I had been a reporter and a columnist for the weekly in E. P. for a long time when an old “shine boy” who had been an East Point resident for nearly all his life died. A lot of people called me to tell me about him. They said he knew more people in East Point than anybody else.

His body was on view at one of the local funeral homes for all of Sunday and the mayor and all the city council, the bank president and practically every other big wig in the city turned out to pay their respects. They told me he had been known as “Old Folks.” A lot of people didn’t know his real name, which was Clifford Brannon. I began to call other people and got a pretty good story for my column.

He had not worked at a barber shop in East Point in recent years. At the time of his death he was working for a shop in Cascade. They told me a lot of good tales about Old Folks.

One was about the E P police chief going to a barber shop and arresting him on Christmas Eve, saying he was committing a fraud with a cardboard box tacked to the wall with a sign saying “Old Folks Christmas Box.”

The chief had received a tip from somebody on the phone, who said a man had just put some money in the box and asked who the old folks were. Old Folks told the chief “Aw, everybody knows Old Folks.” The chief locked him up, kept him in jail about an hour before letting him out with a big laugh. I wrote up his story, including everything I had been told, but it wasn’t until it was published and I had a chance to sit back and look it over in the paper, that I realized I had been a part of that story.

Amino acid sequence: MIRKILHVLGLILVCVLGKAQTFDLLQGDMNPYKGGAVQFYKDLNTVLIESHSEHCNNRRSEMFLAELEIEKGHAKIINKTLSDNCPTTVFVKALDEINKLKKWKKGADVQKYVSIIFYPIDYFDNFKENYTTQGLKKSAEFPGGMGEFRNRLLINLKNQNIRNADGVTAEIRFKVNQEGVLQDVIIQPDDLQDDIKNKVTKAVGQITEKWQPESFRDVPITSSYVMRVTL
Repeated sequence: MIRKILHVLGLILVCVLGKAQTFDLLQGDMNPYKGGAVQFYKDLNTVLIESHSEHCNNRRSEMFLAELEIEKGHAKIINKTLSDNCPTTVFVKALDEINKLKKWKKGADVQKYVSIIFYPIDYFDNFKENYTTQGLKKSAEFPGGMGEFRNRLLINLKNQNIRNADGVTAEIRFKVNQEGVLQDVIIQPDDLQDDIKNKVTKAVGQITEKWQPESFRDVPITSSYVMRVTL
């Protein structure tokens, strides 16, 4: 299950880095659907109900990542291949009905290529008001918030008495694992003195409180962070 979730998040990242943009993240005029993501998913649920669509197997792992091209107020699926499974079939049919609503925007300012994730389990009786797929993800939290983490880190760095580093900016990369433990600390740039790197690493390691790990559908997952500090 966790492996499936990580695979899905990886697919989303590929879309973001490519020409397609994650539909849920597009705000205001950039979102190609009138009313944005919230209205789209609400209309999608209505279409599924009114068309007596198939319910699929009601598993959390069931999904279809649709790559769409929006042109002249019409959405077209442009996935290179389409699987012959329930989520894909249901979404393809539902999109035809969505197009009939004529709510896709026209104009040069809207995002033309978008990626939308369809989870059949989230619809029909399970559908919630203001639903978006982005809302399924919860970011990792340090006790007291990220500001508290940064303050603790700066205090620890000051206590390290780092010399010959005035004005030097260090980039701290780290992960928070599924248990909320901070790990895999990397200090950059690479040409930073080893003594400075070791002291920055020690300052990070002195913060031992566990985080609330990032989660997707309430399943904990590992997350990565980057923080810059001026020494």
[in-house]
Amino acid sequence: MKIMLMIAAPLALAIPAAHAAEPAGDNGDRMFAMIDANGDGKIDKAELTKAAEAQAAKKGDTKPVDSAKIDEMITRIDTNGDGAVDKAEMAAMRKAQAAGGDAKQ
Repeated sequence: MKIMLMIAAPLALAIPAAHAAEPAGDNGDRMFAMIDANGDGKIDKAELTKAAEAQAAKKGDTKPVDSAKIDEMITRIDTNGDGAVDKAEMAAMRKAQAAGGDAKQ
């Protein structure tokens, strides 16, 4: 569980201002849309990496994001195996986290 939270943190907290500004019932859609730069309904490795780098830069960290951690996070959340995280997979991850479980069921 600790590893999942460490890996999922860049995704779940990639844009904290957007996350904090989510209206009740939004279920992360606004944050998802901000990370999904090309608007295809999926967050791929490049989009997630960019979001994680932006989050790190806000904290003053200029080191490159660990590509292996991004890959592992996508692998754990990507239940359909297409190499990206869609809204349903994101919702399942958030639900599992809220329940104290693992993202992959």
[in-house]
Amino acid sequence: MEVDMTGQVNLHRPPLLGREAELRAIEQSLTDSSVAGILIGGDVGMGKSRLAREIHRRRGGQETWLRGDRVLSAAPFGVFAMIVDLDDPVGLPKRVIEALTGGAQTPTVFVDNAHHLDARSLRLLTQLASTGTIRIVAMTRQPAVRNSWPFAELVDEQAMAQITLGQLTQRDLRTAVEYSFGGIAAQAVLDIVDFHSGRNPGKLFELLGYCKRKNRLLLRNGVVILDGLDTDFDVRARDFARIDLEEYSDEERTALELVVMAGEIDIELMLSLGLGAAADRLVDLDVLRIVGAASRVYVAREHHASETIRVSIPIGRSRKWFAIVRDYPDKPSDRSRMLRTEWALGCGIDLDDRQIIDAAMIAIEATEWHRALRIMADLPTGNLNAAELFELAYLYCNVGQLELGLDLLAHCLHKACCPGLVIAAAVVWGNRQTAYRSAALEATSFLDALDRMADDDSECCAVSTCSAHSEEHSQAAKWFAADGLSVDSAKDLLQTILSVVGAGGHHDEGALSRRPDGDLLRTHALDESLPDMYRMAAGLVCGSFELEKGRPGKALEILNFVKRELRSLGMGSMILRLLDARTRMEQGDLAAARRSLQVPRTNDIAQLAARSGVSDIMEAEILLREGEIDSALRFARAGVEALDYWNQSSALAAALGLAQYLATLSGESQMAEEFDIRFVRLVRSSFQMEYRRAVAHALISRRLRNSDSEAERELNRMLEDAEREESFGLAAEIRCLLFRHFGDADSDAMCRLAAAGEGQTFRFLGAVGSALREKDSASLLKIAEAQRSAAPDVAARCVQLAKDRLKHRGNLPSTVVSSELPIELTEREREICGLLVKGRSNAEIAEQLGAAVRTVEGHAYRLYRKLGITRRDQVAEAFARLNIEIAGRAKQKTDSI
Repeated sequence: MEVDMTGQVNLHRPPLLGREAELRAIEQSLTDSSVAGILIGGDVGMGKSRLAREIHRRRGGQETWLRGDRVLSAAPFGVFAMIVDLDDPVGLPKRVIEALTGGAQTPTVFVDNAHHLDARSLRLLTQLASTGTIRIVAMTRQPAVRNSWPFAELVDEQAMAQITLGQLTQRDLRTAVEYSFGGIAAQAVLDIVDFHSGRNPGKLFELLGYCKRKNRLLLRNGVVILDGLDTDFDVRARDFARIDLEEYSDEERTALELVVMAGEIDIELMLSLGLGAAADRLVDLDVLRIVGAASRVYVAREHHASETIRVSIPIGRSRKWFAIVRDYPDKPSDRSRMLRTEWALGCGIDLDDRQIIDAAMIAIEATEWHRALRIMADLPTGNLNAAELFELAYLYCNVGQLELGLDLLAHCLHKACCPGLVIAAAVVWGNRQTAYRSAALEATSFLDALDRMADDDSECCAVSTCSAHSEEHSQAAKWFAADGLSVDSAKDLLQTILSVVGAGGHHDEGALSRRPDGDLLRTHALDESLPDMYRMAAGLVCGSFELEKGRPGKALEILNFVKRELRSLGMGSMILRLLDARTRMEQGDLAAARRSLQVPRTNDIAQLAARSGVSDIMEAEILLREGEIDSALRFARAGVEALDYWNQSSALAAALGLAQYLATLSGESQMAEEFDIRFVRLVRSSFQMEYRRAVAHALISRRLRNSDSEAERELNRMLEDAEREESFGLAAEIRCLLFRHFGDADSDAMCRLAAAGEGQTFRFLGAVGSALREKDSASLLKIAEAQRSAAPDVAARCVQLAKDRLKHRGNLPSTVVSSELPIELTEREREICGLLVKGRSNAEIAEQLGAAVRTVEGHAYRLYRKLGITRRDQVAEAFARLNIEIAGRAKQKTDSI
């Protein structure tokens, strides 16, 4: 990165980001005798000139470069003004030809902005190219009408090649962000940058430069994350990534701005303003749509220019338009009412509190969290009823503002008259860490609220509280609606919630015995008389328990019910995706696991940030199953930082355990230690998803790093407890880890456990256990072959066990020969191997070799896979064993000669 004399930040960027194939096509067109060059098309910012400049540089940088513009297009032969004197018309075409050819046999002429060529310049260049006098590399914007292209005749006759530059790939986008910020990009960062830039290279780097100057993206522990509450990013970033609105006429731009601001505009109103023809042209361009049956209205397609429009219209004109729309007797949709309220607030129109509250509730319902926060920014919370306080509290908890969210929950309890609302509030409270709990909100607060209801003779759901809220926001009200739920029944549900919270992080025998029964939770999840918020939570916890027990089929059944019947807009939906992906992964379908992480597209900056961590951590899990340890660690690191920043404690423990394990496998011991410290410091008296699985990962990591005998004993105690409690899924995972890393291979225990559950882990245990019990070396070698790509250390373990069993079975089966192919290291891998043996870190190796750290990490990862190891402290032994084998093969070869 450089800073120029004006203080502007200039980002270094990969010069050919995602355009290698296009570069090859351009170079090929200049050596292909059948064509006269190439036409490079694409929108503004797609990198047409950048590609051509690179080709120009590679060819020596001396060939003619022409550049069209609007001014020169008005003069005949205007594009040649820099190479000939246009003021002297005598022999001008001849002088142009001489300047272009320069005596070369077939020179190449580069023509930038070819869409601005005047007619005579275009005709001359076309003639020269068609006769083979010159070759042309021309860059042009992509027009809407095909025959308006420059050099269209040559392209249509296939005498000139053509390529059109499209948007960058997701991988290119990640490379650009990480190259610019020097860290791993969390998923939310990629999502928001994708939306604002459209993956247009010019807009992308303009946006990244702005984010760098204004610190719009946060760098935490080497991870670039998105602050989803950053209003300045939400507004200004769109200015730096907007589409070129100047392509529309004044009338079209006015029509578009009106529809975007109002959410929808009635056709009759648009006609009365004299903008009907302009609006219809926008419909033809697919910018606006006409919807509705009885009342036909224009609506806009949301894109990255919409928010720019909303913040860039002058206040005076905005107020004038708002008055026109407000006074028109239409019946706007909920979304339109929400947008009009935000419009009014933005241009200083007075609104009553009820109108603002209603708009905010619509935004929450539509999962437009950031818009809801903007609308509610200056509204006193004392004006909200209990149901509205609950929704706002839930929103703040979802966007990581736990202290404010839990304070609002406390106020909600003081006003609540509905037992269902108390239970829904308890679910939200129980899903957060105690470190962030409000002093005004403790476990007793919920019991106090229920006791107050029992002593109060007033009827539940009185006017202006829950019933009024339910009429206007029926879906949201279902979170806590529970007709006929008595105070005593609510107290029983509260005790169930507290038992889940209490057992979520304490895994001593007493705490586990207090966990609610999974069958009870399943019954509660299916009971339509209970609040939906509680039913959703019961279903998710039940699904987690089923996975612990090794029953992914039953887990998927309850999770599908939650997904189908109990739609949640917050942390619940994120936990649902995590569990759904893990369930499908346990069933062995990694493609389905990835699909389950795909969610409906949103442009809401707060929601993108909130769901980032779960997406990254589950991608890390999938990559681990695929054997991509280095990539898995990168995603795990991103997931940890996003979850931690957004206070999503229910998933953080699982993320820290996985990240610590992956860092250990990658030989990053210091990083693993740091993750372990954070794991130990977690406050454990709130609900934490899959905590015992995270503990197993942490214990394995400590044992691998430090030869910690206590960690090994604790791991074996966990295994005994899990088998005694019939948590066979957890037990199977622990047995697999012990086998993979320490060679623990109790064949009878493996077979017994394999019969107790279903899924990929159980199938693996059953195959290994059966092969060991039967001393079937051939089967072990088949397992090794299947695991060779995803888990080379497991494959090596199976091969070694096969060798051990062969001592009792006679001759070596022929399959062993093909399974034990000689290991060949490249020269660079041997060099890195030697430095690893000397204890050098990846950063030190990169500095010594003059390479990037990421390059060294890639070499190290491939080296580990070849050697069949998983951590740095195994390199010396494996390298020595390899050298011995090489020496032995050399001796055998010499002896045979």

When I had gone to East Point’s barber shop that Christmas Eve, I was the guy who put money in the box and asked about the old folks. I remembered thinking it was odd that the two barbers, the shine boy and a crowd of customers looked at me very strangely, but said nothing. After that story appeared, I ran into a long-time retired colonel on the sidewalk and he told me that Old Folks had been in his National Guard outfit that was activated in World War II (This would have made that outfit integrated, because Old Folks was black.) and would not have had to go to war if he could have proven his age. The colonel said Old Folks was over the maximum age then, but he couldn’t prove it. He had no birth certificate. Other people I would run into here and there told me I should have called them, because they had some stories to tell about Old Folks.


Love to all, and to all a Merry Christmas,

(Bruce Bailey)